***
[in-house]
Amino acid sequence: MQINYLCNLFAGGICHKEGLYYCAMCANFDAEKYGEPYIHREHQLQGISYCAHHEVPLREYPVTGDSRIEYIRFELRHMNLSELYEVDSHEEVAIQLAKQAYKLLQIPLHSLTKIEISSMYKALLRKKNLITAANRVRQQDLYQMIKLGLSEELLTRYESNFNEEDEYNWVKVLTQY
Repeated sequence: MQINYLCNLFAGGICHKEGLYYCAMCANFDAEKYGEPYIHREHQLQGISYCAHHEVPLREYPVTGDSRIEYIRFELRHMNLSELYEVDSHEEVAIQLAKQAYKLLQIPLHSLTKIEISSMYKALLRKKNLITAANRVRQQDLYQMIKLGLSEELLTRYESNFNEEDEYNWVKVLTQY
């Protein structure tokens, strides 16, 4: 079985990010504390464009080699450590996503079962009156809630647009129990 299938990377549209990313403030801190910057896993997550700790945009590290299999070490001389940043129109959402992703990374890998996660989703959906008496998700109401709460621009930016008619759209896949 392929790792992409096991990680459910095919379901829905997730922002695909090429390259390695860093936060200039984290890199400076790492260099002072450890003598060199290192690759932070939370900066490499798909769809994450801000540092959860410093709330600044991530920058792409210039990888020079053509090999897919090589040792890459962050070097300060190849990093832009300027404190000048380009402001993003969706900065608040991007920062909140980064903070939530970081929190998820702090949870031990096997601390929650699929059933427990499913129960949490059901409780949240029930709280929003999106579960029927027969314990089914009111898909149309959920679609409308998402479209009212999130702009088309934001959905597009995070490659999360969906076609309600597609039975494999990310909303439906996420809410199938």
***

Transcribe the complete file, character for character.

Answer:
[in-house]
Amino acid sequence: MQINYLCNLFAGGICHKEGLYYCAMCANFDAEKYGEPYIHREHQLQGISYCAHHEVPLREYPVTGDSRIEYIRFELRHMNLSELYEVDSHEEVAIQLAKQAYKLLQIPLHSLTKIEISSMYKALLRKKNLITAANRVRQQDLYQMIKLGLSEELLTRYESNFNEEDEYNWVKVLTQY
Repeated sequence: MQINYLCNLFAGGICHKEGLYYCAMCANFDAEKYGEPYIHREHQLQGISYCAHHEVPLREYPVTGDSRIEYIRFELRHMNLSELYEVDSHEEVAIQLAKQAYKLLQIPLHSLTKIEISSMYKALLRKKNLITAANRVRQQDLYQMIKLGLSEELLTRYESNFNEEDEYNWVKVLTQY
């Protein structure tokens, strides 16, 4: 079985990010504390464009080699450590996503079962009156809630647009129990 299938990377549209990313403030801190910057896993997550700790945009590290299999070490001389940043129109959402992703990374890998996660989703959906008496998700109401709460621009930016008619759209896949 392929790792992409096991990680459910095919379901829905997730922002695909090429390259390695860093936060200039984290890199400076790492260099002072450890003598060199290192690759932070939370900066490499798909769809994450801000540092959860410093709330600044991530920058792409210039990888020079053509090999897919090589040792890459962050070097300060190849990093832009300027404190000048380009402001993003969706900065608040991007920062909140980064903070939530970081929190998820702090949870031990096997601390929650699929059933427990499913129960949490059901409780949240029930709280929003999106579960029927027969314990089914009111898909149309959920679609409308998402479209009212999130702009088309934001959905597009995070490659999360969906076609309600597609039975494999990310909303439906996420809410199938």